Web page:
Definitions for quoll
This page provides all possible meanings and translations of the word quoll
Any of the various carnivorous marsupials of the genus Dasyurus found in Australia and New Guinea, roughly the size of a cat.
1770: Another was calld by the natives Je-Quoll: it is about the size and something like a polecat, of a light brown spotted with white on the back and white under the belly. uE000116074uE001 Joseph Banks, The Endeavour Journal of Sir Joseph Banks, extended description following entry for 26 August 1770
Origin: From dhigul. Recorded by Banks (quote below) but then virtually forgotten for 150 years, with the term native cat used instead. Today readopted and gaining in popularity. (Reference: R. M. W. Dixon, Australian Aboriginal Words, Oxford University Press, 1990, ISBN 0-19-553099-3, page 79-80 and 221-2.)
a marsupial of Australia (Dasyurus macrurus), about the size of a cat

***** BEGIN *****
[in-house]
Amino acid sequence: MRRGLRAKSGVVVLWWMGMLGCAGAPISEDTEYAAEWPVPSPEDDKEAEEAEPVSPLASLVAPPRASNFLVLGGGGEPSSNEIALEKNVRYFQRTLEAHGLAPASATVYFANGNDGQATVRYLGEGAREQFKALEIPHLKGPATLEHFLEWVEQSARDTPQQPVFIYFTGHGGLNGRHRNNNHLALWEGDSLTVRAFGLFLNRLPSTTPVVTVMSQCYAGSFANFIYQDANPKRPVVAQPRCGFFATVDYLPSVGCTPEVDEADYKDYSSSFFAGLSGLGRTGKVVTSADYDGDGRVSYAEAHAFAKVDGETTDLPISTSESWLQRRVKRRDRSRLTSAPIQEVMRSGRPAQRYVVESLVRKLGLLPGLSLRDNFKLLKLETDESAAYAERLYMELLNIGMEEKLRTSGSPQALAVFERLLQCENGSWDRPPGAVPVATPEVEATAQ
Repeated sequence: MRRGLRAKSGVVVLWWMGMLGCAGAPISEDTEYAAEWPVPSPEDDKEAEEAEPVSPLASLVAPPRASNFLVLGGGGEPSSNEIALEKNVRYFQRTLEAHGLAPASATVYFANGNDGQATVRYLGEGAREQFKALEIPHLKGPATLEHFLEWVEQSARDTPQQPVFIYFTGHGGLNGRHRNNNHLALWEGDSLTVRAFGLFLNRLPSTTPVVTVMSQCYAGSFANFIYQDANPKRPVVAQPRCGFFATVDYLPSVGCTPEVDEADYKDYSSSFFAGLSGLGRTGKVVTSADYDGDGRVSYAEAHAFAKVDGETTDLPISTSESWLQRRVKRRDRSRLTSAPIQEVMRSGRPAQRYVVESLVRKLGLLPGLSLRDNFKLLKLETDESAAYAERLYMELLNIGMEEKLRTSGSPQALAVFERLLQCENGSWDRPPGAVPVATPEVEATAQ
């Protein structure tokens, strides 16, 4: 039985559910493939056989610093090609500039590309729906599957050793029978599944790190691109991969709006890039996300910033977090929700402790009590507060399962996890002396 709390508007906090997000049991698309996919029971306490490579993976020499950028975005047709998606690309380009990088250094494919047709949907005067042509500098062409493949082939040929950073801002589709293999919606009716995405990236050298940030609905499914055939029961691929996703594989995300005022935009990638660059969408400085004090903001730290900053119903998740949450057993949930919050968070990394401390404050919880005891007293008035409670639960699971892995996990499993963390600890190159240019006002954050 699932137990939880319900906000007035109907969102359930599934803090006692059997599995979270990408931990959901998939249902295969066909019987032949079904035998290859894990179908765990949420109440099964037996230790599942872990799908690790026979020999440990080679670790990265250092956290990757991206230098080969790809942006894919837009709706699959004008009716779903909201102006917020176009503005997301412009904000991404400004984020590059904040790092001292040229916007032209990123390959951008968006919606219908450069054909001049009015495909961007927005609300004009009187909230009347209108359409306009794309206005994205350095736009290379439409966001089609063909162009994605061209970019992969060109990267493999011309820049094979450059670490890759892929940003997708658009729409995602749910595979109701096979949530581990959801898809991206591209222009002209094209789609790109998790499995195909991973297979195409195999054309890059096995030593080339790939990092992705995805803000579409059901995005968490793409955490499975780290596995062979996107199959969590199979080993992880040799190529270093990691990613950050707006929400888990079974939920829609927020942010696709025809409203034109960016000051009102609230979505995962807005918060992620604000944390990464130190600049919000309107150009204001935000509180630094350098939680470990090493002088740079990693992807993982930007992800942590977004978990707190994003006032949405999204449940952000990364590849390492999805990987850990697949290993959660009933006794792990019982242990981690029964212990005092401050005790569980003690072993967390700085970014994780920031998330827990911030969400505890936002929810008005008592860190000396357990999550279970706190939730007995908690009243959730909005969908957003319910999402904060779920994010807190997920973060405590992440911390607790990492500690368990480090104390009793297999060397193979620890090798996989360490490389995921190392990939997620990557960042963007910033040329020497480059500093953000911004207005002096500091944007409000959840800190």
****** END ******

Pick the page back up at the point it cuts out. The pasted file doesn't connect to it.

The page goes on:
The quoll is a carnivorous marsupial native to mainland Australia, New Guinea and Tasmania. It is primarily nocturnal and spends most of the day in its den. There are six species of quoll; four are found in Australia and two in New Guinea. Another two species are known from fossil remains in Pliocene and Pleistocene deposits in Queensland. Genetic evidence indicates that the quoll evolved around 15 million years ago in the Miocene, and that the ancestors of the six species had all diverged by around 4 million years ago. The quoll species vary in weight and size, from 300 grams to 7 kilograms. They have brown or black fur and a pink nose. They are largely solitary but come together for a few social interactions such as mating which occurs during the winter season. A female gives birth to up to 18 puppies, of which only 6 survive to suckle on her teats. The quoll eats small mammals such as rabbits, small birds, lizards and insects. Its natural lifespan is between two and five years. All species have drastically declined in numbers since Australasia was colonised by Europeans, with one species, the Eastern quoll, becoming extinct on the Australian mainland, now being found only in Tasmania. Major threats to their survival include the cane toad, predators, urban development and poison baiting. Conservation efforts include breeding programs in captivity.
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